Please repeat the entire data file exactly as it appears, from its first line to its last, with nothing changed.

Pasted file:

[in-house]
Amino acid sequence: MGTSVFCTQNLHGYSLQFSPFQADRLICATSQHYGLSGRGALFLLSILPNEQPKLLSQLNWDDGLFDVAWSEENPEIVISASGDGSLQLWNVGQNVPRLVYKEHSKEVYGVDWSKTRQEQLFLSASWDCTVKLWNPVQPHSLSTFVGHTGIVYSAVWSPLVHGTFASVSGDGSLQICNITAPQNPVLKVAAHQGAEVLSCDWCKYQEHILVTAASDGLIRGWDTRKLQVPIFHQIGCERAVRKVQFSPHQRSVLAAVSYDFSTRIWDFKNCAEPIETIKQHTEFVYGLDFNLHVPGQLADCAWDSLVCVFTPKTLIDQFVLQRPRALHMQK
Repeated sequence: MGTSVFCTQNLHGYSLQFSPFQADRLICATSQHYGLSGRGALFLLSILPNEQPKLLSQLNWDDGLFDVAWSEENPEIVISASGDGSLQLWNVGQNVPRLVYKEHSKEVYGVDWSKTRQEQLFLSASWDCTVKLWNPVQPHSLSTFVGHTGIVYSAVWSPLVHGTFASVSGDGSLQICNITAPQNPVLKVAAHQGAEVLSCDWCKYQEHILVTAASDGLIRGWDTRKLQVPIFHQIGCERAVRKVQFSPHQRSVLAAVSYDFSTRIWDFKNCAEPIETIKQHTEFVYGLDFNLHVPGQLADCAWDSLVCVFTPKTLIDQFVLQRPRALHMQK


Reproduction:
[in-house]
Amino acid sequence: MGTSVFCTQNLHGYSLQFSPFQADRLICATSQHYGLSGRGALFLLSILPNEQPKLLSQLNWDDGLFDVAWSEENPEIVISASGDGSLQLWNVGQNVPRLVYKEHSKEVYGVDWSKTRQEQLFLSASWDCTVKLWNPVQPHSLSTFVGHTGIVYSAVWSPLVHGTFASVSGDGSLQICNITAPQNPVLKVAAHQGAEVLSCDWCKYQEHILVTAASDGLIRGWDTRKLQVPIFHQIGCERAVRKVQFSPHQRSVLAAVSYDFSTRIWDFKNCAEPIETIKQHTEFVYGLDFNLHVPGQLADCAWDSLVCVFTPKTLIDQFVLQRPRALHMQK
Repeated sequence: MGTSVFCTQNLHGYSLQFSPFQADRLICATSQHYGLSGRGALFLLSILPNEQPKLLSQLNWDDGLFDVAWSEENPEIVISASGDGSLQLWNVGQNVPRLVYKEHSKEVYGVDWSKTRQEQLFLSASWDCTVKLWNPVQPHSLSTFVGHTGIVYSAVWSPLVHGTFASVSGDGSLQICNITAPQNPVLKVAAHQGAEVLSCDWCKYQEHILVTAASDGLIRGWDTRKLQVPIFHQIGCERAVRKVQFSPHQRSVLAAVSYDFSTRIWDFKNCAEPIETIKQHTEFVYGLDFNLHVPGQLADCAWDSLVCVFTPKTLIDQFVLQRPRALHMQK